The Effects of Backpacks on School-Aged Children

By Dr Guy Ashburner | November 24, 2014

The Effects of Backpacks on School-Aged Children

“As the twig is bent, so grows the tree” William Garner Sutherland (1873 – 1954) Founder of Cranial Osteopathy

Most children are required to carry heavy school bags to and from school each day, and the load increases as they reach higher grades. Sports clothing and equipment often adds another bag to their load. Your child’s spine could be in for a tough time coping with all the increased stress, and when you add poor posture, lack of exercise and hours of computer time each day into the mix. According to a study published in the journal ‘Spine’, daily backpack carrying is a frequent cause of discomfort for school children. School backpacks were felt to be heavy by 79.1% of children, to cause fatigue by 65.7%, and to cause back pain by 46.1. Studies show children should not carry any more than 10 per cent of their body weight and that anything over 15 per cent can be damaging.

If the child has to lean forward when walking with a loaded pack, it is too heavy. A heavy backpack has a number of undesirable effects to your child’s spine. It distorts the natural curves in the middle and lower back, causing muscle strain, headaches, irritation to the spine joints and the rib cage, reduced breathing capacity and may hamper his/her overall growth. Spinal dysfunction that results from these poor habits, may affect your child’s ability to study or participate in sport; setting a poor foundation for spinal health that may carry through into adulthood.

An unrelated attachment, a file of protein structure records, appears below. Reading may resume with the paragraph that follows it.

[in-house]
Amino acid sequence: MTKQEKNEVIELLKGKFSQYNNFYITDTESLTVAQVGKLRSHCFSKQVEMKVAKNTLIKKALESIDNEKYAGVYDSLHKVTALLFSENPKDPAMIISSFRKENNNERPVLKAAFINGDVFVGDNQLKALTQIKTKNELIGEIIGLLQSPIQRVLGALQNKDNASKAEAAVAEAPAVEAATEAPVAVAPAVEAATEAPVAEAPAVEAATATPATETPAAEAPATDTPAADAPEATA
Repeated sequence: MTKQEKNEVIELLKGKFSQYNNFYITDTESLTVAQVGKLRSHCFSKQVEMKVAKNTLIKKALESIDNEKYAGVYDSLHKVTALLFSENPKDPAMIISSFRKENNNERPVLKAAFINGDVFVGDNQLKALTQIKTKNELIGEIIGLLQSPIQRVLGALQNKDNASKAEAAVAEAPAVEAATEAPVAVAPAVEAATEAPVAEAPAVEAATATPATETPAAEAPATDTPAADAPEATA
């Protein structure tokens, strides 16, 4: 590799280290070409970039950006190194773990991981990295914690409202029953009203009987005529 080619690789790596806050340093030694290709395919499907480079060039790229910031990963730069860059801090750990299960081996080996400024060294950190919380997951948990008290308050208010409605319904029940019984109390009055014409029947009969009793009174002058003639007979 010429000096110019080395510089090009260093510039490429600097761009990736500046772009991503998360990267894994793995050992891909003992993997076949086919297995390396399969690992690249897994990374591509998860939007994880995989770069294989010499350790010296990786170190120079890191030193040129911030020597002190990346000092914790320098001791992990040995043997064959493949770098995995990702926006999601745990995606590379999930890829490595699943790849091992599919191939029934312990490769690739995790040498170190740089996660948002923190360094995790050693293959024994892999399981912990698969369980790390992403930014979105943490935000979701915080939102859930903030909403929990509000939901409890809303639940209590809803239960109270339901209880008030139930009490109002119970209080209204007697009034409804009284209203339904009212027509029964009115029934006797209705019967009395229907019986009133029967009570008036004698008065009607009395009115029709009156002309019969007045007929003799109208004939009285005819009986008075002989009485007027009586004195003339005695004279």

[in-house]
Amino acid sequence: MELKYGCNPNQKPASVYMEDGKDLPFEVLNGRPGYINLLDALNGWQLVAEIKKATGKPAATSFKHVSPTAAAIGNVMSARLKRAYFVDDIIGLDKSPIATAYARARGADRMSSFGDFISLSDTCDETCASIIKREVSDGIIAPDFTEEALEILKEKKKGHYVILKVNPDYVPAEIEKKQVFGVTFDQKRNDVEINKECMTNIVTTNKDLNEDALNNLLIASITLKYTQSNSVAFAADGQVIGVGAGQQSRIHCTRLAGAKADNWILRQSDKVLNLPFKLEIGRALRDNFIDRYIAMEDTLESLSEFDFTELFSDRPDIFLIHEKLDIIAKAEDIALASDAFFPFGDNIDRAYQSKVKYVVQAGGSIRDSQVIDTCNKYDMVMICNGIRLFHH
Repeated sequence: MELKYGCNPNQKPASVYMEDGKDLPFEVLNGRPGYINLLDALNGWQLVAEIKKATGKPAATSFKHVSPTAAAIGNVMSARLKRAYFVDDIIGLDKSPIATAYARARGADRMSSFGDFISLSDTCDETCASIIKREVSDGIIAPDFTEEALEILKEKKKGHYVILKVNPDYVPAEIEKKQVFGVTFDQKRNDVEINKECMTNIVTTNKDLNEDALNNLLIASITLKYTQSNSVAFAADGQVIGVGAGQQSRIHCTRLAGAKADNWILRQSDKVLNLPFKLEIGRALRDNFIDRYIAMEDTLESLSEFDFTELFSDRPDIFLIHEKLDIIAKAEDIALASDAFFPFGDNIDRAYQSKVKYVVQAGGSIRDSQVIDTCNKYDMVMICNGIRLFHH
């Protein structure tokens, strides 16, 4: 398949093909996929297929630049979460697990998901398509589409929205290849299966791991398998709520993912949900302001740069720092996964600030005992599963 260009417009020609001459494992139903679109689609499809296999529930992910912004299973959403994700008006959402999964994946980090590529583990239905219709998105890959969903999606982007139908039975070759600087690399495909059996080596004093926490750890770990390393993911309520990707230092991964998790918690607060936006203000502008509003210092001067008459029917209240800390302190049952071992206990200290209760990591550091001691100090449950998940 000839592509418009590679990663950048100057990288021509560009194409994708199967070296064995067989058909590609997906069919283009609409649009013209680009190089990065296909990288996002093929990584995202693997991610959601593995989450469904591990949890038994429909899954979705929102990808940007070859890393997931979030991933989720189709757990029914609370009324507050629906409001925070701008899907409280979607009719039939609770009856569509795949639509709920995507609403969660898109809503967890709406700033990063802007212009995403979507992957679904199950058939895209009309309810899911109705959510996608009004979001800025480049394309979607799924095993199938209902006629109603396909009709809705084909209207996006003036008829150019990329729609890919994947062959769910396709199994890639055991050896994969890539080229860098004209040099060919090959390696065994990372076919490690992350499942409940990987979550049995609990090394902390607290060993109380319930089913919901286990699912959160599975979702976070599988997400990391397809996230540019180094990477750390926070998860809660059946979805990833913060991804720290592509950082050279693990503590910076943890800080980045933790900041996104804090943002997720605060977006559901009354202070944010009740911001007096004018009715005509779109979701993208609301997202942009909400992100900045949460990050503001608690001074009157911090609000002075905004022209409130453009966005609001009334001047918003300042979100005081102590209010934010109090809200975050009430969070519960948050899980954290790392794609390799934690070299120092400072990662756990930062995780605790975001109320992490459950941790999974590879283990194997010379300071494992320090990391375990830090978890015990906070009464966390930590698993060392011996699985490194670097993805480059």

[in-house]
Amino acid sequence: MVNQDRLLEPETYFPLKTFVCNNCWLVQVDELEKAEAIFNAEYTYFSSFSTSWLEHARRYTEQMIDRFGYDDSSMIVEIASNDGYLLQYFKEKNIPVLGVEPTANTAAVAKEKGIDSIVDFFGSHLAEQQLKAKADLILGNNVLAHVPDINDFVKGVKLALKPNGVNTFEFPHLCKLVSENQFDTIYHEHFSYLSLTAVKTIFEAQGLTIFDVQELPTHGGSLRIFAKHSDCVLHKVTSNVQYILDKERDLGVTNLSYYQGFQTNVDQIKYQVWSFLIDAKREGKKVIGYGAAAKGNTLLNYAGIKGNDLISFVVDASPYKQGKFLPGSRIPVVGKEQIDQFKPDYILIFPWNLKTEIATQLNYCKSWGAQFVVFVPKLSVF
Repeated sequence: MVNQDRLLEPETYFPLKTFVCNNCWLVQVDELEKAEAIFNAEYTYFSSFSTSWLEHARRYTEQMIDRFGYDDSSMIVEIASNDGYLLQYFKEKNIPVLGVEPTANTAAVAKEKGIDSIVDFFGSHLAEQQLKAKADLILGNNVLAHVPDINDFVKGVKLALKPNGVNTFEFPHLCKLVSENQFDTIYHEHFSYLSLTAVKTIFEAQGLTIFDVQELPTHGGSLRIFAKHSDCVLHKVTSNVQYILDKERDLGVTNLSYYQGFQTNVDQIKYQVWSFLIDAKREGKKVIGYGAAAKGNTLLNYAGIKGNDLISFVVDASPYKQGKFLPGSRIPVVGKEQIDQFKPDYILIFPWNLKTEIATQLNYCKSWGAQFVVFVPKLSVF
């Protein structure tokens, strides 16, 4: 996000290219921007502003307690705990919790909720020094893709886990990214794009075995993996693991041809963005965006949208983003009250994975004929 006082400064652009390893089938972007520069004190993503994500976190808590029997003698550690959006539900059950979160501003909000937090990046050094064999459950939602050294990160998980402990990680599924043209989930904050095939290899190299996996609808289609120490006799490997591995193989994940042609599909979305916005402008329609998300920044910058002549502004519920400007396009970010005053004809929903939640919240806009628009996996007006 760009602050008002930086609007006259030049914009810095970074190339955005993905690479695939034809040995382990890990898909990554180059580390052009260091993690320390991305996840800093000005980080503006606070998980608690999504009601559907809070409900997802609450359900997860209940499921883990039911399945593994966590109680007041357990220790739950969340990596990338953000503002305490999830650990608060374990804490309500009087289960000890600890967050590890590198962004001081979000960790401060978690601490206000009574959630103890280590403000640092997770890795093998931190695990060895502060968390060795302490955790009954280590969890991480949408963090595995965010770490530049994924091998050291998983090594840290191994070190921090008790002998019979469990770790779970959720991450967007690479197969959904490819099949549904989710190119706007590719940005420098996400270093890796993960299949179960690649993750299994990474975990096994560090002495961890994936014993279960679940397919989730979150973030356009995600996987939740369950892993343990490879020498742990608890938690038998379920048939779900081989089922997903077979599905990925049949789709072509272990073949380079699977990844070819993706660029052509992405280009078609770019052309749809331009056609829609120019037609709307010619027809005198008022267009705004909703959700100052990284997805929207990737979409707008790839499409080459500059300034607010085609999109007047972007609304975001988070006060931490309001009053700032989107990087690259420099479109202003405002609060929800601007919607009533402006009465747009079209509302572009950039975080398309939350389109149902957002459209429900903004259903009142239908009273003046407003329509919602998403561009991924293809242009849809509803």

The posture that a child habitually assumes will affect the shape of the bones and the way in which the end plates harden and form. This is particularly evident in the spine. When a child spends a lot of time sitting and compressing the spinal vertebrae unnaturally, the soft end plates may become inflamed and also compress causing malformation of the vertebrae. Too much early compression can cause lifelong conditions such as Scheuermann’s  disease or permanent stooped posture.. It is not correctable in later life which is a reason that all parents should take their child to be examined by an osteopath who specializes in detecting and correcting this development at a young age.

Another condition that develops in adolescents with a 9:1 majority in girls is juvenile scoliosis. It is very important to monitor the development of your child’s spine most especially checking from age 10-13 for this development.

If your child has an underlying condition, experiences pain and experiences difficulty with walking with their school bag, the risk of back pain is likely to increase further. Osteopathic assessment and treatment can assist with the recovery process. An osteopath will be able to assess your child walking with their school bag and identify strategies to help avoid the onset of pain.

School can be a challenging time for children, so ensuring they are as comfortable as possible is important to their physical and mental development.


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